Carnations are among the world's most popular cut flowers. The first mention of the carnation appeared more than 2,000 years ago in Greece. Today, more than 300 species of carnations exist worldwide. The carnation's color palette also has expanded from the original pale pink to scarlet, yellow, white, green and even purple.
Around 300 B.C., the Greek philosopher Theophrastus wrote about the carnation in his botanical studies, calling the flower "dianthus," for "flower of the gods" or "divine flower." In 1753, Swedish botanist Carl Linnaeus classified the genus dianthus.
By 1893, botanists had identified more than 230 species of carnation. They include border carnations, common in Europe for centuries, and annual carnations, grown in North American gardens. European growers began cultivating a variety known as "perpetual carnations" for use as cut flowers around 1850.
The first carnations came to the United States in 1852, arriving on Long Island from France. Growers in the Northeast produced carnations until the mid-1900s. Before the 1870s, however, few American gardeners cultivated carnations. Dr. Levi Lamborn of Alliance, Ohio started growing the flowers in his greenhouse in 1866.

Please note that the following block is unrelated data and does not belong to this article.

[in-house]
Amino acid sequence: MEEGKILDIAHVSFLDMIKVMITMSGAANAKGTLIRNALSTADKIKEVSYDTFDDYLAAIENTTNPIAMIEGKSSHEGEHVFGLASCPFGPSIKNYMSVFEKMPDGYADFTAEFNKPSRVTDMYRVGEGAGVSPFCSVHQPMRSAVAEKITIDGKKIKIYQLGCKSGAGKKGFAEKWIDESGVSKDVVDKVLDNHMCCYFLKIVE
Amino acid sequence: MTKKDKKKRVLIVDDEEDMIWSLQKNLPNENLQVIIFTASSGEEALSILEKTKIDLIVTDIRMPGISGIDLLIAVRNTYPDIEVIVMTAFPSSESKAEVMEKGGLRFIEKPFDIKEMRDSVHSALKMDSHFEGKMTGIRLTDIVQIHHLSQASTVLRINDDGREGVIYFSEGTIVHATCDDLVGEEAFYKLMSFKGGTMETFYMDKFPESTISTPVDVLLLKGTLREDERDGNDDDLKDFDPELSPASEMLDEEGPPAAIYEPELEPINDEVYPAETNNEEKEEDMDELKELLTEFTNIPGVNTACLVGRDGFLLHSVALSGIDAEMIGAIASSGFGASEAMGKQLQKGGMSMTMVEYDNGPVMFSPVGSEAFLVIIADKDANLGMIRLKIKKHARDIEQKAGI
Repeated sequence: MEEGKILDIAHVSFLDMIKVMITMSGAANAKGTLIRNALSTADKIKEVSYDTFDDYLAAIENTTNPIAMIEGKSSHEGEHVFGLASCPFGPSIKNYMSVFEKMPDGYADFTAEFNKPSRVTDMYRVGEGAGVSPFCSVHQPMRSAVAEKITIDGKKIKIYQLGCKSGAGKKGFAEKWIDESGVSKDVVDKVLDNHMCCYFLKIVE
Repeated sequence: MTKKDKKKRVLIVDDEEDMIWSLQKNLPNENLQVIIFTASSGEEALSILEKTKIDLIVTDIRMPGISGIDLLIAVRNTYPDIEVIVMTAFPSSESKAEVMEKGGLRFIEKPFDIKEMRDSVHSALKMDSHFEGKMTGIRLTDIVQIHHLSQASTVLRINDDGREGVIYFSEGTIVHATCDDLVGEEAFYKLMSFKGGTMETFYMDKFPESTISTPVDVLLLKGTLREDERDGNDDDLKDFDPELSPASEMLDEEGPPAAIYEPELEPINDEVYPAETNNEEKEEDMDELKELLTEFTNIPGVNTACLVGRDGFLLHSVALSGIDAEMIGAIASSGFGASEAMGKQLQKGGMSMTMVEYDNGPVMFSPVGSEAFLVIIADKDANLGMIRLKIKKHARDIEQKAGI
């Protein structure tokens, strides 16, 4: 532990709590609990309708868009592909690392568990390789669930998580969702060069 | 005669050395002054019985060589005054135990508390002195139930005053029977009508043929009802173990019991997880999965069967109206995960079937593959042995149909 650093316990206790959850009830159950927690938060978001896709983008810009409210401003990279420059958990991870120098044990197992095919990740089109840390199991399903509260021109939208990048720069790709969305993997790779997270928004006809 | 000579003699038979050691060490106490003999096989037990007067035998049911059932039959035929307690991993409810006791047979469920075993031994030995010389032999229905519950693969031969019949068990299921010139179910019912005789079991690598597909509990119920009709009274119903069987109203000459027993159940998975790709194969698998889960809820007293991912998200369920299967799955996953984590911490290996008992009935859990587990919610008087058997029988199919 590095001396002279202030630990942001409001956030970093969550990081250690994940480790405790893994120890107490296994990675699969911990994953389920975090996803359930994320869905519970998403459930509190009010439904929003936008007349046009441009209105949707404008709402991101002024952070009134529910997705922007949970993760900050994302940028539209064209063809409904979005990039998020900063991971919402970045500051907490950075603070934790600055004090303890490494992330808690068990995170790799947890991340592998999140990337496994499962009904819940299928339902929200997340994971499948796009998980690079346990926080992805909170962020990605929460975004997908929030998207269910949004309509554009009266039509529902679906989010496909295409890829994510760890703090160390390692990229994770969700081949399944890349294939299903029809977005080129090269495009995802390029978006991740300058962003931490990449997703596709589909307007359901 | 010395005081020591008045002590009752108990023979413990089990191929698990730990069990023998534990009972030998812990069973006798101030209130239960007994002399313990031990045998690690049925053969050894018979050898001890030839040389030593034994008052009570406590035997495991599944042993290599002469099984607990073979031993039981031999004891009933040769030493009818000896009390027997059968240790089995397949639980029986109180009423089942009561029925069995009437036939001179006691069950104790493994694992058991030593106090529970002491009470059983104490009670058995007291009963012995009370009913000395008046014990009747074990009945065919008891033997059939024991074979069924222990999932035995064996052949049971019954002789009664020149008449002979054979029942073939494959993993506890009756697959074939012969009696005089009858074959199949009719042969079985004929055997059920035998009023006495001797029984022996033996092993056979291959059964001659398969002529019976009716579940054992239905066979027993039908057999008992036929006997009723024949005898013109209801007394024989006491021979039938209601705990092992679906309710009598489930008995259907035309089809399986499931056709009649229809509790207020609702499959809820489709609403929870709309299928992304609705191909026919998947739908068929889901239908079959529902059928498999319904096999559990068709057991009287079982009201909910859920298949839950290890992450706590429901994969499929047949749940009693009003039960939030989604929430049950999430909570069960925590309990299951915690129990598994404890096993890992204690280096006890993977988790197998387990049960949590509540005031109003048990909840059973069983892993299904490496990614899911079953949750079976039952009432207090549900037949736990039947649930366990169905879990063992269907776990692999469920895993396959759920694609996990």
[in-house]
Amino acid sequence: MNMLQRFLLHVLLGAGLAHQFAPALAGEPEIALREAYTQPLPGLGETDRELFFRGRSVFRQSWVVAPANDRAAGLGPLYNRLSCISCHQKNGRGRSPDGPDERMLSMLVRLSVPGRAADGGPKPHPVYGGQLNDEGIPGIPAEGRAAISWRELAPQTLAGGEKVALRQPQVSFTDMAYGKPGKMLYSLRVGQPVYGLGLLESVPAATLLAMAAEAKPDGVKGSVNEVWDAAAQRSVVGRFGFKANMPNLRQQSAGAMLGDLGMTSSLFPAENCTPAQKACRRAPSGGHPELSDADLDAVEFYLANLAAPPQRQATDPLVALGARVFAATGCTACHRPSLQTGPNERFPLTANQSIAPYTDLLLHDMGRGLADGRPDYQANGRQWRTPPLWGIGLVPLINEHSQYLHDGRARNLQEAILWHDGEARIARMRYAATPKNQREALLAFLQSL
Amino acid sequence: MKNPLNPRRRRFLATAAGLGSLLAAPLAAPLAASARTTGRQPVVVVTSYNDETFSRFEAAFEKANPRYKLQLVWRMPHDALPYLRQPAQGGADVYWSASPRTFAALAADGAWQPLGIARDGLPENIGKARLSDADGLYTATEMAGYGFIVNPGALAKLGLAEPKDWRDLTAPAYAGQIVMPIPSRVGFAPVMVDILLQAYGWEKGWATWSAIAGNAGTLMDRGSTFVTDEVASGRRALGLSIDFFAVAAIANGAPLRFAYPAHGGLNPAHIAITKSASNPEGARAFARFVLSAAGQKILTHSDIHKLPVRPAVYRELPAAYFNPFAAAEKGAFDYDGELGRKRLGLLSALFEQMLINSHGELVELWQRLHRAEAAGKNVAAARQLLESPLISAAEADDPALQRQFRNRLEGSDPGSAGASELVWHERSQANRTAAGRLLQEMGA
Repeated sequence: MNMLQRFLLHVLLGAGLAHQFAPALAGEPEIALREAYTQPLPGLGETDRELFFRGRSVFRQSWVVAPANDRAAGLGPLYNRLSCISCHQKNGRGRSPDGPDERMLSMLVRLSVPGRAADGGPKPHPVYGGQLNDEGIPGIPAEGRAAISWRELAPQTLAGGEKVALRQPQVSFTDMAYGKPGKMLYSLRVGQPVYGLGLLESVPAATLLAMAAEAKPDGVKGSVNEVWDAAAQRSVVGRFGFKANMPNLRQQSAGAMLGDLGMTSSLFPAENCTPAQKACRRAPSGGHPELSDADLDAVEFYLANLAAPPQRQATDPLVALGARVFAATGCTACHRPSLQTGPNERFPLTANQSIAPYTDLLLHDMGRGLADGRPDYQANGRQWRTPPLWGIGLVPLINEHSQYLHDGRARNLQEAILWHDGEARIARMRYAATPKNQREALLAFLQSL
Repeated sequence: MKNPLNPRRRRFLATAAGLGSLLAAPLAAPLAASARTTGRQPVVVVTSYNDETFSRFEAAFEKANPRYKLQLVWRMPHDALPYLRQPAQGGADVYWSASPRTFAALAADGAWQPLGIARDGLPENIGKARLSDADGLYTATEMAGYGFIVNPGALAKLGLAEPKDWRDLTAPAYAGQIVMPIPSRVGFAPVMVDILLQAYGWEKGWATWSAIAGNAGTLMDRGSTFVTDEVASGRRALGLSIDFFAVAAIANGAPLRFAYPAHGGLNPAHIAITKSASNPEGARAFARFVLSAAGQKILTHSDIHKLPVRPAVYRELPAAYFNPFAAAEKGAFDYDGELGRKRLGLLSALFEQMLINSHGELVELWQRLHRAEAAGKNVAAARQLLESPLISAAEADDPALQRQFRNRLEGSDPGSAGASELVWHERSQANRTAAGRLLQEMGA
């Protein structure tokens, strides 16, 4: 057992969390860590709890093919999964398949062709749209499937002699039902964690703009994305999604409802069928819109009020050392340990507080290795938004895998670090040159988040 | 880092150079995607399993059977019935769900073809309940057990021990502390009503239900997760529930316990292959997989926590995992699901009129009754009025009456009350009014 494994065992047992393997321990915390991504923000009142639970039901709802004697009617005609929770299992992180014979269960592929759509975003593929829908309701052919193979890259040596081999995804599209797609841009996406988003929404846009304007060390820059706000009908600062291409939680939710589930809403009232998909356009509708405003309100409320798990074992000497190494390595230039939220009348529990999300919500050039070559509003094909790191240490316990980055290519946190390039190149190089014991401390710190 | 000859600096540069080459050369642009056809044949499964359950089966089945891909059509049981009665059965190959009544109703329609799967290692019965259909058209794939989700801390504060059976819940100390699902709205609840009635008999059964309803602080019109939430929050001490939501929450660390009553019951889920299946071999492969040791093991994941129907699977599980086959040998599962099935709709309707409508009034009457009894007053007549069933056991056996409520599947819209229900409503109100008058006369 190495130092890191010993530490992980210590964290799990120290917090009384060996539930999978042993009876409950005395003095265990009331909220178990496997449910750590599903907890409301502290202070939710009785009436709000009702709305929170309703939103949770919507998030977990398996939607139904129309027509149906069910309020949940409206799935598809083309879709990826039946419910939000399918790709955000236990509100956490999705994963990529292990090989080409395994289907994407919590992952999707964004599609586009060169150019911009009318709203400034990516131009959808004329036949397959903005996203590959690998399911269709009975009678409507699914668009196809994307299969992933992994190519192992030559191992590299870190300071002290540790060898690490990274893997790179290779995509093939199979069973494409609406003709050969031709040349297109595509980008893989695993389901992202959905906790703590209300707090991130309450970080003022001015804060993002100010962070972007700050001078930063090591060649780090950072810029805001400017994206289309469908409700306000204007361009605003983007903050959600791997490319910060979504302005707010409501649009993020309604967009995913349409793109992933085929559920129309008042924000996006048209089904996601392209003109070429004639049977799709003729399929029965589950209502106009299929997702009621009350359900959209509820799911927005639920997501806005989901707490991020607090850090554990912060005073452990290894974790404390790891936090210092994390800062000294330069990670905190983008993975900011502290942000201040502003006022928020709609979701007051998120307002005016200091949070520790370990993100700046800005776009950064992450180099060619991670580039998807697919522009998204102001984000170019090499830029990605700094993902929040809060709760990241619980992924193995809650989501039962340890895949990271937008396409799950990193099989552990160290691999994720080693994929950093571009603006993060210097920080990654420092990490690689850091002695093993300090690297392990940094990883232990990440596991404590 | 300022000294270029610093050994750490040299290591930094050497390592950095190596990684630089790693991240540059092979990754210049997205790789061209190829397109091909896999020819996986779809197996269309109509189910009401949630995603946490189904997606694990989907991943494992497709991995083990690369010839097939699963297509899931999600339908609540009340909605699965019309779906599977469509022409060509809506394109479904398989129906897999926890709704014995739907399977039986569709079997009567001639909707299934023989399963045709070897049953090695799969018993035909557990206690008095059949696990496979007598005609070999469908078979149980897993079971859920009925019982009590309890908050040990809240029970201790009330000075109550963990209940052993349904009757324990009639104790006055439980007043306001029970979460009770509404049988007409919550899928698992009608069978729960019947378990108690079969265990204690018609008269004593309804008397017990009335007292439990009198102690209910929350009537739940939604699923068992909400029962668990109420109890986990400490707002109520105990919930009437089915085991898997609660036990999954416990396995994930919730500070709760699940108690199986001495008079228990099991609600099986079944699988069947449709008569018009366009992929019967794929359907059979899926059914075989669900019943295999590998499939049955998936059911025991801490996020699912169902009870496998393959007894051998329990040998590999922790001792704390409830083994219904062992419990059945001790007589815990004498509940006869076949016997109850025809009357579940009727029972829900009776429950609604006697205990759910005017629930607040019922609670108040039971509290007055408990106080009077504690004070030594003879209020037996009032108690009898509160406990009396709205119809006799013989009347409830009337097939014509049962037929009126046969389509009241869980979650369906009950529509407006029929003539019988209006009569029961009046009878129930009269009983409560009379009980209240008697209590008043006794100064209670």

The scarlet carnation is the Ohio state flower, designated in honor of President William McKinley. McKinley was wearing his trademark scarlet carnation boutonniere when he was assassinated in 1901. Lamborn, who ran against McKinley for Congress in 1876, gave McKinley his first scarlet carnation during their campaign.
Carnations and Mother's Day are linked. In 1907, the celebration's creator, Anna Jarvis, asked sons and daughters to give their mothers a white carnation as a symbol of the purity of the love shared by a mother and her child.
After World War II, Britain was the world's largest producer of cut carnations, but high labor and energy costs cut back production, according to the British National Carnation Society. Today, most carnations are grown in Colombia.